Archive for August 21st, 2011



Well we all have a face
That we hide away forever
And we take them out and
Show ourselves
When everyone has gone
Some are satin some are steel
Some are silk and some are leather
They’re the faces of the stranger
But we love to try them on
— Joel, B

I (well, Dale) invented this word over on Twitter, where people were talking about similarities (or not) between anti-gay folks who turn out to be gay, and anti-pseudonym folks (see Google Plus Nymwars), who might be, say, afraid of odd nameless, or oddly-named, things within themselves.

Autoxenophobia: use it often!

Fear of the Stranger Within…



So I said the other day that my libertarianness was slipping because of undesirable things that can happen even in a libertarian system with everyone obeying the (comparatively few) laws.

And that may still be true (something for another post), but at the moment I’ve decided that it isn’t relevant to what’s currently going on. I’m reading Matt Taibbi’s Griftopia, and he’s convinced me that what’s currently happening is mostly people getting vast sums of money through blatantly illegal actions, and then using a small fraction of those vast sums to avoid any sort of punishment for their crimes.

(And then using the less savvy parts of the Republican voter base, rebranded as the Tea Party, to create a huge noisy distraction around the premise that our problems are caused by giving poor people food stamps.)

There’s also an element of “getting vast sums of money from the government that you in no way deserve”, where a libertarian can say that, well, the government shouldn’t be structured in such a way that it can give anyone that much money, and that’s probably right.

But the general observation that if you steal enough money, quickly enough, you can then use some of it to deploy resources to avoid punishment (and even avoid capture, prosecution, indictment, discovery), probably applies to any society with anything like money in it.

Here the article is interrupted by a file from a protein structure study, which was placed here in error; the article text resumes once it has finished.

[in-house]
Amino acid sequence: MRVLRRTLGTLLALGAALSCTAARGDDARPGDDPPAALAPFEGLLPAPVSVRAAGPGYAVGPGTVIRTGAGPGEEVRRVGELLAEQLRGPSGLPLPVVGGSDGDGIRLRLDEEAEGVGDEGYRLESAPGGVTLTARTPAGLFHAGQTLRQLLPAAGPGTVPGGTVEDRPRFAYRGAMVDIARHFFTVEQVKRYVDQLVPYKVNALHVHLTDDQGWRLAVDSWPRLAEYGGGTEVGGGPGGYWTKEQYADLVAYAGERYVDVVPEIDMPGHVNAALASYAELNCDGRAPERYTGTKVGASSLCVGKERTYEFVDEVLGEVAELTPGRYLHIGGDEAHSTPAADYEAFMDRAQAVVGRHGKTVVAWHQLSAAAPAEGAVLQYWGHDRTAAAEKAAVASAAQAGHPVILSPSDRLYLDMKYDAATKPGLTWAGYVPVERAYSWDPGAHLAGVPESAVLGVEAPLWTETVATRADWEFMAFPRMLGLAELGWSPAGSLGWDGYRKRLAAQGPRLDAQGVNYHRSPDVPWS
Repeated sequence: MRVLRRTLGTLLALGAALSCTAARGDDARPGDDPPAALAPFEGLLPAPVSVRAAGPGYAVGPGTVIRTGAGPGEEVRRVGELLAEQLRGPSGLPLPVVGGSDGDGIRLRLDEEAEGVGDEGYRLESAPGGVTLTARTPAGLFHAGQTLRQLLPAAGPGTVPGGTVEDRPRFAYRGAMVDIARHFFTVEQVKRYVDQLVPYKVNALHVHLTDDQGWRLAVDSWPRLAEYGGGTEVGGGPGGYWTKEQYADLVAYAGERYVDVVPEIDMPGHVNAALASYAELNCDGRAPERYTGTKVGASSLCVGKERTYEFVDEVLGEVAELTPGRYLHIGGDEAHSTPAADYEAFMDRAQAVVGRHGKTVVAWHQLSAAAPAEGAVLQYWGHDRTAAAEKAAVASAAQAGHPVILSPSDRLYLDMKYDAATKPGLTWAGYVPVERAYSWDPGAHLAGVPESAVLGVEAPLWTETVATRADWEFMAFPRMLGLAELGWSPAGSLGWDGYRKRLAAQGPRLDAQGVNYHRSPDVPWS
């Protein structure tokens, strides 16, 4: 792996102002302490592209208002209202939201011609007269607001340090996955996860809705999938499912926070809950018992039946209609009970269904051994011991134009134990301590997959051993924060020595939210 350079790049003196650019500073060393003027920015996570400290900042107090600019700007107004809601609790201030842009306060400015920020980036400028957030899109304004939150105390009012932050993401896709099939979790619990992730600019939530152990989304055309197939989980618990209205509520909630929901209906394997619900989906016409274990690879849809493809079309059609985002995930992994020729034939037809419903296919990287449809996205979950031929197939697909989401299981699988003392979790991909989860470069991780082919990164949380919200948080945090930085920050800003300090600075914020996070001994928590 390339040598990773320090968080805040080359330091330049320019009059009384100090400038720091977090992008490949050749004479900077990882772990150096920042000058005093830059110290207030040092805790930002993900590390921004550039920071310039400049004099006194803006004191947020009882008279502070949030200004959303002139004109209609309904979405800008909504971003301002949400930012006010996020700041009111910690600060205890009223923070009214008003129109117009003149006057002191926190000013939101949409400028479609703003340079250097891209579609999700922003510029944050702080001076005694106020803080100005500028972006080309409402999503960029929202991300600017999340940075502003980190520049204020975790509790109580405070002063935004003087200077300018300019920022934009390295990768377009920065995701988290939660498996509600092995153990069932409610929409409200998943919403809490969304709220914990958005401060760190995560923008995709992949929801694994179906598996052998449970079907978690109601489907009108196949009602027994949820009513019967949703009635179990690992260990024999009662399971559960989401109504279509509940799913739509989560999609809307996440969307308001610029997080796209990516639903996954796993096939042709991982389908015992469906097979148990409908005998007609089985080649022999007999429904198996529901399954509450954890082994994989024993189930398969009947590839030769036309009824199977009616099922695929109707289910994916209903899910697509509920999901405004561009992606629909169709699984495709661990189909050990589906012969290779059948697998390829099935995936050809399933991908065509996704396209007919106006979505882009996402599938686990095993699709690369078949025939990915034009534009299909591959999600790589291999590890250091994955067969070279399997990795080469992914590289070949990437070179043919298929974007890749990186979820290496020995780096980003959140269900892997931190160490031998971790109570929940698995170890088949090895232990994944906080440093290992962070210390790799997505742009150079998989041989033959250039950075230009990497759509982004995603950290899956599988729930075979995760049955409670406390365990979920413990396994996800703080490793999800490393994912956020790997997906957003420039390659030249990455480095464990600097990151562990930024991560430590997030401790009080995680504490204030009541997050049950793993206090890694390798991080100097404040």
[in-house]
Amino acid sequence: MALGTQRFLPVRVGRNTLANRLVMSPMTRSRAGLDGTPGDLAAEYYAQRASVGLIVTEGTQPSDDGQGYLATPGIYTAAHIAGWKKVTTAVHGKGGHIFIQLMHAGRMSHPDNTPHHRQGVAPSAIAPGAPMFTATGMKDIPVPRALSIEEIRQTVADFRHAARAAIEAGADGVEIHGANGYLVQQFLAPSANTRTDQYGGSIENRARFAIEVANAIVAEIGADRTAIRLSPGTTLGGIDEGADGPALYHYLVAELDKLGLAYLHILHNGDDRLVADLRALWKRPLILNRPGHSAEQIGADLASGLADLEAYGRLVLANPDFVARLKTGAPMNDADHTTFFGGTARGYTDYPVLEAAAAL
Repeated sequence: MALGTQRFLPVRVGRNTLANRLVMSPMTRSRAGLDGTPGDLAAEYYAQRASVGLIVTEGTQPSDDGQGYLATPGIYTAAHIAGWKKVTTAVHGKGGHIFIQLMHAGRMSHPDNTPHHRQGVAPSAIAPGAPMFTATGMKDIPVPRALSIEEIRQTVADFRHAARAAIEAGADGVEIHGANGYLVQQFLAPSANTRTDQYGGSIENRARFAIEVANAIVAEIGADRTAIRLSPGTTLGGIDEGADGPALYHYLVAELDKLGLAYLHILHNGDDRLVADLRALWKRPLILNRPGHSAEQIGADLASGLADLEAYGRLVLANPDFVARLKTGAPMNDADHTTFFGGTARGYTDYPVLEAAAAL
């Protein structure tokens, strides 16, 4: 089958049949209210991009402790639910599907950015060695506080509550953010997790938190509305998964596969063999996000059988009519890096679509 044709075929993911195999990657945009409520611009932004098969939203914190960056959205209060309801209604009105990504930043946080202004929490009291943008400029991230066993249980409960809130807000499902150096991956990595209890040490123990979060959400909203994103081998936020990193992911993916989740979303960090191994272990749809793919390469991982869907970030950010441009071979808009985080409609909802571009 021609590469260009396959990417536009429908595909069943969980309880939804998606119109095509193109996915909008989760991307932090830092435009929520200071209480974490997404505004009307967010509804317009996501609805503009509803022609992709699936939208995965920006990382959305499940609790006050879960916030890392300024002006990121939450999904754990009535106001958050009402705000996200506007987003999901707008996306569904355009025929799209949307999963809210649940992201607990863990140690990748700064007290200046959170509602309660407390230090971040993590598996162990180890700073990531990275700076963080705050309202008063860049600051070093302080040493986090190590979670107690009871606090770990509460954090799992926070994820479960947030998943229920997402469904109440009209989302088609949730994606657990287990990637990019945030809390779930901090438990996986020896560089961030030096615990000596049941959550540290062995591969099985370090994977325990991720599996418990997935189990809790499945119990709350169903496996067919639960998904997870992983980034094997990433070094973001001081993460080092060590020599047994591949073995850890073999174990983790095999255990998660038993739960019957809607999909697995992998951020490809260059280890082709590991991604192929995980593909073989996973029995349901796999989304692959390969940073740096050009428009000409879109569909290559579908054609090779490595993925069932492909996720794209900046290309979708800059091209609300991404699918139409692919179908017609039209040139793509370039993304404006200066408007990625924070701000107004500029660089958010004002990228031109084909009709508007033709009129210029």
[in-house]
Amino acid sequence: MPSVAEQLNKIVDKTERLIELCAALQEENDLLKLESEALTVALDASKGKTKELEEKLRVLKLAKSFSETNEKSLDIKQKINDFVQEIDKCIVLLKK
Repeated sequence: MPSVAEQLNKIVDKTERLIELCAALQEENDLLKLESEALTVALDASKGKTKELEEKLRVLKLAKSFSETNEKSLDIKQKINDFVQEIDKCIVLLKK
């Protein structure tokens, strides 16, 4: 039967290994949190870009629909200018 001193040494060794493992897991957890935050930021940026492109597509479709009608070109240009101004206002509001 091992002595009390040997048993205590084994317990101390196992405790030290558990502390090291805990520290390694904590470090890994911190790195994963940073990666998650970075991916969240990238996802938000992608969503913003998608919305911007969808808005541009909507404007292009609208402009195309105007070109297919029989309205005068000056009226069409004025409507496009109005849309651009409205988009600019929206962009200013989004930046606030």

How do we prevent this kind of crap? I think the need to prevent it (or at least minimize it) is one argument against the sort of libertarian minimal state. If the state is that minimal and simple, it’s not going to be able to defend itself against a really well-heeled miscreant, who can employ his stolen resources to baffle and evade the comparatively small and simple state.

Or as Taibbbi says in the book, talking specifically about Ayn Rand’s libertarianism:

Obviously it’s true that a Randian self-made millionaire can spend money on private guards to protect his mansion from B-and-E artists. But exactly where do the rest of us look in the Yellow Pages to hire private protection against insider trading? Against price-fixing in the corn and gasoline markets? Is each individual family supposed to hire Pinkertons to keep the local factory from dumping dioxin in the county reservoir?

We can tell lots of stories here about voluntary associations of private people getting together to hire some really good Pinkertons, but it’s not at all clear, given that even a non-libertarian nation-sized government has a hard time marshaling enough resources to do this sort of thing, that these voluntary associations could actually have enough clout to prevail against, or even sufficiently deter, people with the amount of money that this sort of crime can produce.

In some sense “criminals who make so much money that they can use it to escape detection and identification and prosecution” are an edge-case. But edge-cases can be ignored only if you’re sitting in your armchair opining about how much better a minimal government would be. In the real world, if there’s some edge-case that someone can use to get rich, it’s got to be at the center of our attention, however peripheral it is seen from the armchair.

Anyone else read Griftopia? Any nice comforting debunkings of it you can point us at?